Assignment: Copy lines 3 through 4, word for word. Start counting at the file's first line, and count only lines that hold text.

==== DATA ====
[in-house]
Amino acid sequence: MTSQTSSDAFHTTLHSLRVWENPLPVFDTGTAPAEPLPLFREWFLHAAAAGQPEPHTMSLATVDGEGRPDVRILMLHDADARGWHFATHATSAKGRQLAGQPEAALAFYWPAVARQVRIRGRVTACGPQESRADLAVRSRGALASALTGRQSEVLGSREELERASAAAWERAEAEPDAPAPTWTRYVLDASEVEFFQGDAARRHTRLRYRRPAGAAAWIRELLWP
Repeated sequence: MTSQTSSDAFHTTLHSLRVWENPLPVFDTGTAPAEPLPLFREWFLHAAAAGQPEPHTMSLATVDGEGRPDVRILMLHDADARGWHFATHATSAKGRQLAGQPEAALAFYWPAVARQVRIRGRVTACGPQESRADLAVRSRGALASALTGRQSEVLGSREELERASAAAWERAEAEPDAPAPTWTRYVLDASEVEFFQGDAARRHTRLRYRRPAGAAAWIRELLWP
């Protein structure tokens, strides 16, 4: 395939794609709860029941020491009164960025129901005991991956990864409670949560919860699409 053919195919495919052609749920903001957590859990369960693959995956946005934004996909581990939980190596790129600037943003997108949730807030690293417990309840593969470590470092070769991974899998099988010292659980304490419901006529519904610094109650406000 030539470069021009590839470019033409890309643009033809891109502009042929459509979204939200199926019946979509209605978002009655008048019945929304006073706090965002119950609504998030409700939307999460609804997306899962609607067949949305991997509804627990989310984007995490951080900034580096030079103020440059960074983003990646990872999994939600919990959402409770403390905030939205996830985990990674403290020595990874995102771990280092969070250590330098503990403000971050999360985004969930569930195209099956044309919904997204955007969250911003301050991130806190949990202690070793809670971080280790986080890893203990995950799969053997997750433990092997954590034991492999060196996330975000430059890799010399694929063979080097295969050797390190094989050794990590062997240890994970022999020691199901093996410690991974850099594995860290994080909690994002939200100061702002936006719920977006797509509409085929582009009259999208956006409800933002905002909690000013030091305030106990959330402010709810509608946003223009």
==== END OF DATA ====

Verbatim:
Repeated sequence: MTSQTSSDAFHTTLHSLRVWENPLPVFDTGTAPAEPLPLFREWFLHAAAAGQPEPHTMSLATVDGEGRPDVRILMLHDADARGWHFATHATSAKGRQLAGQPEAALAFYWPAVARQVRIRGRVTACGPQESRADLAVRSRGALASALTGRQSEVLGSREELERASAAAWERAEAEPDAPAPTWTRYVLDASEVEFFQGDAARRHTRLRYRRPAGAAAWIRELLWP
């Protein structure tokens, strides 16, 4: 395939794609709860029941020491009164960025129901005991991956990864409670949560919860699409 053919195919495919052609749920903001957590859990369960693959995956946005934004996909581990939980190596790129600037943003997108949730807030690293417990309840593969470590470092070769991974899998099988010292659980304490419901006529519904610094109650406000 030539470069021009590839470019033409890309643009033809891109502009042929459509979204939200199926019946979509209605978002009655008048019945929304006073706090965002119950609504998030409700939307999460609804997306899962609607067949949305991997509804627990989310984007995490951080900034580096030079103020440059960074983003990646990872999994939600919990959402409770403390905030939205996830985990990674403290020595990874995102771990280092969070250590330098503990403000971050999360985004969930569930195209099956044309919904997204955007969250911003301050991130806190949990202690070793809670971080280790986080890893203990995950799969053997997750433990092997954590034991492999060196996330975000430059890799010399694929063979080097295969050797390190094989050794990590062997240890994970022999020691199901093996410690991974850099594995860290994080909690994002939200100061702002936006719920977006797509509409085929582009009259999208956006409800933002905002909690000013030091305030106990959330402010709810509608946003223009």